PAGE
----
Edo, also known as Bini, is part of the Niger-Congo language family and is spoken primarily in Edo State, Nigeria, notably in the capital of Edo State, Benin City. The language is spoken by 1.64 million people in Nigeria and globally by an estimated 1,641,670 speakers, by Edo people in the UK, the US, and Canada.

 

In addition to this, the Edo language is spoken throughout Nigerian society. It is taught in primary and secondary schools and used in different media such as television and radio. The Edo language is mainly used as a spoken or oral language, although it is used as a written language in textbooks, dictionaries, historical texts, and for a translation of the Bible. Edo is also the de facto language of provincial identity spoken in the Edo, Delta, and Ondo states.

 

Linguistic Features of the Edo Language

The Edo language is written using a Latin script and alphabet and utilises a subject-verb-object (SVO) word order. For instance, the sentence “Uyi is reading a book”, would be translated as “Uyi ti` Ebe” (Ebe is the Edo word for “book”). However, an object-subject-verb (OSV) is used in the Edo language for emphasis.

 

The alphabet of the Edo language is comprised of 24 vowels (a/e/ẹ/i/o/ọ/u) and consonants. Verbs in the Edo language start with a consonant, and often end using a vowel. For example, the verb “ka” (“to count”) and the verb “tue” (“to pour”). Also, pitch and intonation are a crucial aspect of the Edo language. High and low tones are indicated using different marks, such as “òwè” and “ówé”. The accents in the word “òwè” indicate a low intonation, which change the meaning of the word to “leg”. The same word pronounced using different accents, “ówé”, which indicates a high intonation, instead means “broom”.

 

The Edo language has influenced the Portuguese creole language spoken in the Gulf of Guinea, such as São Tomé, Príncipe, Annobon, and Angolar Creole. According to a study at the University of St Andrews, the Edo language is the key African language that has been used in the foundation of the Portuguese creole languages spoken in Guinea. In fact, 35% of words used in São Tomé Creole and 65% of words used in Príncipe Creole derive from the Edo language. The influence of Edo on the Gulf of Guinea creole languages can be observed in the use of article agglutination, which is used in Edo in the form of prefixes attached to nouns.

 

Key phrases in Edo

 

Ób’ókhían” – Welcome

Kóyo” – Hello

Vbèè óye hé?” – How are you?

Ób’ówie” – Good morning

Ób’ávàn” – Good afternoon

Ób’ ótà” – Good evening

Ù rú èsé” – Thank you

 

The History of the Edo Language

The Edo language remains true to its traditional routes to this day. The Benin kingdom is thought to have been established in the eight century, when a group of migrants relocated from the Nile river to Nigeria. Much of the rich cultural history derives from political and religious status within the kingdom of Benin. As more and more migrants began to come into Nigeria, the kingdom flourished, with the birth of the Edo language.  Although the language has developed since the early days of the formation of the kingdom, the Edo people are very set in the ways of tradition.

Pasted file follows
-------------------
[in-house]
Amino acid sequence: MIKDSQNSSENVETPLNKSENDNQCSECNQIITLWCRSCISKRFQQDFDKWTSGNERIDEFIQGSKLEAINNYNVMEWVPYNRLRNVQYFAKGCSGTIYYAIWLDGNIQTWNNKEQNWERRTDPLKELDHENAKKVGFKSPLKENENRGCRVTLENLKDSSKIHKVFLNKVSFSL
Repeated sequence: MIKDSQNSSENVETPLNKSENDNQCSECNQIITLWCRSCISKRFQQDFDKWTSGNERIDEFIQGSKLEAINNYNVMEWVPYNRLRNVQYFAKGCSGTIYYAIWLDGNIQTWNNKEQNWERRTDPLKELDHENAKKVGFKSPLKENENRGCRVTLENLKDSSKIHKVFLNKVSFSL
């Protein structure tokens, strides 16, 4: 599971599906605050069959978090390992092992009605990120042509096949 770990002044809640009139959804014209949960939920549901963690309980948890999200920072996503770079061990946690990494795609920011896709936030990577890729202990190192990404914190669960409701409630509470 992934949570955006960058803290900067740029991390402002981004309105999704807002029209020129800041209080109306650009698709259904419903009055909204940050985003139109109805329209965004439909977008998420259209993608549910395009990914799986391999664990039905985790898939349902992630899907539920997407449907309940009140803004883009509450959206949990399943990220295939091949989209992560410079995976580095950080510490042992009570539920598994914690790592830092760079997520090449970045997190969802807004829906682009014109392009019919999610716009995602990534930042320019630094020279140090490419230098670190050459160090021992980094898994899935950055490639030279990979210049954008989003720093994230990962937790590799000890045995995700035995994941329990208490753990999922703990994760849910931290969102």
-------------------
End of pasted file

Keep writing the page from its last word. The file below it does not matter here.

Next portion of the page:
The Edo People

Sometimes known as the Benin people, the Edo group of people are most commonly found in southern Nigeria. In terms of faith, the majority of Edo people are Christian, however a small number are Muslim. Most of the Edo live in very small settlements, such as towns and hamlets. Within these settings, the people live traditionally, keeping livestock and crops whilst living off the land.

 

Young male residents in each village are divided into age categories, with the younger groups attending school. Teenage males are typically workers, contributing to the community by completing maintenance jobs such as general cleaning of the outdoor areas. Once they reach adult status, they are expected to take on larger jobs like building and roofing.

 

Another interesting fact to note about Edo life is the presence of a village headsman. Typically, this will be the oldest man in the village- he will also serve as the community priest. The Edo people respect this figure highly, as they would a king.

 

In Conclusion 

Edo is a language of rich cultural background and influence. From what began as a small settlement, it has grown into a widely spoken tongue with millions of speakers, not just those of Nigeria but worldwide. As the language begins to develop, sacred traditions are still upheld within the communities. With the extensive Edo population thriving and the spread of the language, there is a definite need for interpretation and translation. Should you require an Edo interpreter or translator, visit Crystal Clear Translation for a quote.

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